Janice Chaffin - Symantec
Group President, Consumer Business Unit
Janice Chaffin leads Symantec’s Consumer Business Unit, which includes Symantec's market-leading Norton™ brand. Since assuming her role in 2006, Chaffin has expanded the Norton portfolio to address the post-PC era of multiple devices and exploding data. Under her leadership, Norton has received nearly 600 awards for its superior products, achieved its highest-ever customer loyalty, and grown revenues for 14 consecutive quarters.
Chaffin previously served as Symantec’s first Chief Marketing Officer and spent 21 years at Hewlett-Packard. Chaffin graduated from the University of California, San Diego and earned an M.B.A. from the University of California, Los Angeles.
How is your company innovating to promote STEM?
Innovation requires diversity of perspective and a work culture that fosters a curiosity and willingness to challenge basic assumptions. At Symantec, we advocate a climate of respect and encourage employees to open their minds and think about ideas from a variety of viewpoints because we believe this fuels innovation.
We have created our own internal group—the Symantec Women’s Action Network (SWAN), which reaches out to young girls encouraging them to pursue careers in Science, Technology, Engineering, and Math (STEM). Additionally, Symantec has proudly participated in groups and with external agencies that foster innovation principles—we are one of the founding signatories of the Women’s Empowerment Principles.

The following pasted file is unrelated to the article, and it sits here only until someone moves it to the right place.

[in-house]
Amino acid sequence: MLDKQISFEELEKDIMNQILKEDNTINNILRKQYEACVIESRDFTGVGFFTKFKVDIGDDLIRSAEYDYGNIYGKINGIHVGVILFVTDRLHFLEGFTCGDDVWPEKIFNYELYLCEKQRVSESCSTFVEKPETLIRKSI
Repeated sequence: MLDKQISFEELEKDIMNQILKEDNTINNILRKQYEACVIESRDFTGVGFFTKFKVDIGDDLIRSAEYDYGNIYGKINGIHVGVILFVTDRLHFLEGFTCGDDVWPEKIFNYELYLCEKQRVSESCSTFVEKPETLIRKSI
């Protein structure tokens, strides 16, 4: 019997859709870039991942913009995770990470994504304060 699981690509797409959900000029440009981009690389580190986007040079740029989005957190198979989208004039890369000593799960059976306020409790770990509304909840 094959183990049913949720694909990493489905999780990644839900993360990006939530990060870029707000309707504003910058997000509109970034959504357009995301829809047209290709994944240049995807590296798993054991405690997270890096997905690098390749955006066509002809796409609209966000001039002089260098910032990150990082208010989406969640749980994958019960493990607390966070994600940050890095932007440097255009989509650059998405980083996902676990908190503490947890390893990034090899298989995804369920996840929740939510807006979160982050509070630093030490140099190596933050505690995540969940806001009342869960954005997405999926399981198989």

Why do you believe STEM Education and Workforce are important to our nation?
Technology is one of the fastest growing industries in the U.S., yet if current trends continue we will not have the talent we need to fill the jobs of the future. Currently, women and minorities are significantly under-represented in the technology industry. We need to expand the talent pool and build a long-term pipeline of women and minorities interested in technology. I believe very strongly that a climate of openness and respect for diverse perspectives encourages innovation, productivity, and competitiveness.
Initiatives like the STEM Education and Workforce Challenge put forth a concerted effort and investment that will help ensure that our country continues to be competitive in the global economic marketplace.
What can we do to assure more women leaders in STEM?
As women leaders we need to pledge our own personal commitment of time and focus to mentoring up-and-coming women. When I was 14, I worked after school as a janitor in a medical office. The nurse who ran the office was the first professional woman I ever knew. She inspired me to reach further. As I move through my career, I have looked for opportunities to engage and help young women understand that it is possible to be a wife, mother, and leader. We can make a difference as a mentor, teacher or friend.
What about STEM gives you passion?
Discovery itself gives me passion. Finding answers to the unknown is exciting. Maybe it is a natural curiosity that I was born with, but STEM is at the root of how we live our lives, innovate within business, evolve as a society, and make the world a better place. Without this drive to discover, the world would be a stagnant place with many more problems that would never be solved.